Memory Industry Expansion

More Memory Drugs and Nutrients Are on the Way

Memory Industry Expansion

ecently, an FDA advisory panel decided that the age-related gradual slowdown in cognitive ability in normal individuals - those not previously considered to have neurodegenerative disease - is a valid category for clinical treatment. Called "mild cognitive impairment," or MCI (isn't this familiar?), this mental slowdown may not lead to more serious cognitive degeneration (only about 10-15% of those with it go on to Alzheimer's disease). Thus, treating MCI may fall into the preventive arena as well as that of enhancement, representing a significant change of tide for the FDA.

You better believe that drug companies have not missed the implications of this opening. In fact, many of them have been beating the drum for it all along, because its recognition could significantly expand the marketplace for memory-enhancement drugs. And that's good news for those of us for whom memory is so important.

Benefit for the Dietary Supplement Industry

From the dawn of modern neuroscience, the creation of memories has been viewed as the result of activity-driven alterations in the synapses of the brain.1 Essentially, the mechanisms of the changes that determine how well we store information entail three phases: encoding, expression, and consolidation. Each of these phases has lent very clear ideas about the parts of the brain that represent likely drug targets. Now that the FDA has recognized MCI, the pull of economic success will hasten the drive of pharamaceutical companies to develop what must be called "smart drugs." Ostensibly, far fewer of us will become victims of the dreaded neurological diseases. But the "mild" boundaries are murky, and our hope is that the resulting products will take us beyond the maintenance of normal memory function to supranormal function, so that we may exceed what has previously been viewed as normal. Without a doubt, the benefit of added research in this area will influence research in the nondrug arena for cognitive enhancement.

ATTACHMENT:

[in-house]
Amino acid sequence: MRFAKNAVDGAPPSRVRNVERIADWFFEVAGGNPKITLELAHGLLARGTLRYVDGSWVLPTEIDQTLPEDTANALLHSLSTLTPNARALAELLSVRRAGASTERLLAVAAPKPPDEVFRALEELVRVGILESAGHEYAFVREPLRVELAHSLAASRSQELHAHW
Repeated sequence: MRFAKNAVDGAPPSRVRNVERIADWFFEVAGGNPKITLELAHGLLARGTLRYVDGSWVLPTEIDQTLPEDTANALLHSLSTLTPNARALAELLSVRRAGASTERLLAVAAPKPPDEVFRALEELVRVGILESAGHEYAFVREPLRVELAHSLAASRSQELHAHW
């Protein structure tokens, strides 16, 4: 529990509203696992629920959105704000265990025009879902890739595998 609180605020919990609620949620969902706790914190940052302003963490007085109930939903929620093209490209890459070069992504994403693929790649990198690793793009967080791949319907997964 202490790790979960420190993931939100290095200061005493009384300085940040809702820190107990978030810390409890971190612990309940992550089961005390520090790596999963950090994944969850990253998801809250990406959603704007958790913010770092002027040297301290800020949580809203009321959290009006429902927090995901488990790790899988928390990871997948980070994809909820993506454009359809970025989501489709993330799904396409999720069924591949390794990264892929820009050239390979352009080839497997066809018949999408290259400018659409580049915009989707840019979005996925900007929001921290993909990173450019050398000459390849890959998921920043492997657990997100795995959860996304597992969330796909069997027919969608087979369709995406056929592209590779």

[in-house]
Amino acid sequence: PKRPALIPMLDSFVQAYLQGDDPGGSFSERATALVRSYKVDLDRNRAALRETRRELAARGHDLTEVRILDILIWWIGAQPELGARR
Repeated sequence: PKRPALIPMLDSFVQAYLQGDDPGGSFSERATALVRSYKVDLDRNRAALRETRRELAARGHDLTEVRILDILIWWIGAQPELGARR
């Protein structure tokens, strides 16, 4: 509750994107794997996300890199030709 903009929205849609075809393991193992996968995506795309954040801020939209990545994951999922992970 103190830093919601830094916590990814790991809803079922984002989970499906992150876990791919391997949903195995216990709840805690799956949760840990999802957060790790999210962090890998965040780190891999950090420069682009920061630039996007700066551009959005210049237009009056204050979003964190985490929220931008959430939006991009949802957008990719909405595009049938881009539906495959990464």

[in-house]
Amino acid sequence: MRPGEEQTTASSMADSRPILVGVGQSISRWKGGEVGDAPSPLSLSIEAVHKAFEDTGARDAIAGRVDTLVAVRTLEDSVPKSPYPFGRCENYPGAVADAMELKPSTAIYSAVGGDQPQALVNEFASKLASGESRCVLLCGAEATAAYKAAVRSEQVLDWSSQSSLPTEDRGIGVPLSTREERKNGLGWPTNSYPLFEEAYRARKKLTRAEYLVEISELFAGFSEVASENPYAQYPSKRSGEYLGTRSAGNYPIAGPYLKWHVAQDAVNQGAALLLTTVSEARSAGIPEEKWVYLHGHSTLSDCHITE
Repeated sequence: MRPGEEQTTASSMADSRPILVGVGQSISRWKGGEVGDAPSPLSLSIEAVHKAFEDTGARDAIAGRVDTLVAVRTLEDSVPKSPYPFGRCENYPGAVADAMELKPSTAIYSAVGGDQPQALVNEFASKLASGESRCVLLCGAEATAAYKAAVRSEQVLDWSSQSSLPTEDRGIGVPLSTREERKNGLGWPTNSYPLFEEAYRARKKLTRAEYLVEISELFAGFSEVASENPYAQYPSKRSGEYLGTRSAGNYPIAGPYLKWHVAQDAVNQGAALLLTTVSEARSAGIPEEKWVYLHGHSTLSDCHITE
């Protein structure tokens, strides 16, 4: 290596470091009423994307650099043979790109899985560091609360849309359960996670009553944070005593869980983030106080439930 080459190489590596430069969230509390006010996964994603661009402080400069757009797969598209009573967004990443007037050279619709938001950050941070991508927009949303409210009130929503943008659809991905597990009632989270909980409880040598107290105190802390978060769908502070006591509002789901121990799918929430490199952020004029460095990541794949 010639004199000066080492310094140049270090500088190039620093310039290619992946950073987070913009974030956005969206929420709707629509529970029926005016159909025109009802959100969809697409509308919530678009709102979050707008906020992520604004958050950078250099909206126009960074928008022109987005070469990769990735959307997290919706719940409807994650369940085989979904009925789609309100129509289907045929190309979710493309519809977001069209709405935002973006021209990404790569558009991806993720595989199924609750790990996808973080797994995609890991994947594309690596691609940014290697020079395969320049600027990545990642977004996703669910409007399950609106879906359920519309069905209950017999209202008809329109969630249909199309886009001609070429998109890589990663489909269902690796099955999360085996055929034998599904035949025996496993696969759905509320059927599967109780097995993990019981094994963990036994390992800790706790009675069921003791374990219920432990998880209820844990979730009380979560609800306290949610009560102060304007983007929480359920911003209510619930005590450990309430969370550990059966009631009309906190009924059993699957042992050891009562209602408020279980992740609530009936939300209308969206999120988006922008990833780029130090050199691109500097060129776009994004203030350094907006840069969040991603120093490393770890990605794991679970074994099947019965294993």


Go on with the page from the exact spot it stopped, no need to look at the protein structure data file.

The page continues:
Do not suppose that the FDA is on the side of smart drugs and for their widespread availability for all those who could benefit from them. To the contrary, the FDA is not about to give up control in this category, any more than it would in any other area of the pharmaceutical world it presides over. Yet as we enter the New Year, the idea of enhancement is upon us, so strongly that bureaucrats may not be able to hold back the tide, given the clamor for better health and the higher standards set by the nutritional supplement industry. As Victor Hugo wrote, "There is one thing stronger than all the armies in the world, and that is an idea whose time has come." Better memory is such an idea. And remember that memory extension is life extension. It can add life to our years, if not years to our life - and perhaps that too.

  1. Lynch G. Memory enhancement: the search for mechanism-based drugs. Nat Neurosci 2002 Nov;5 Suppl 1:1035-8.

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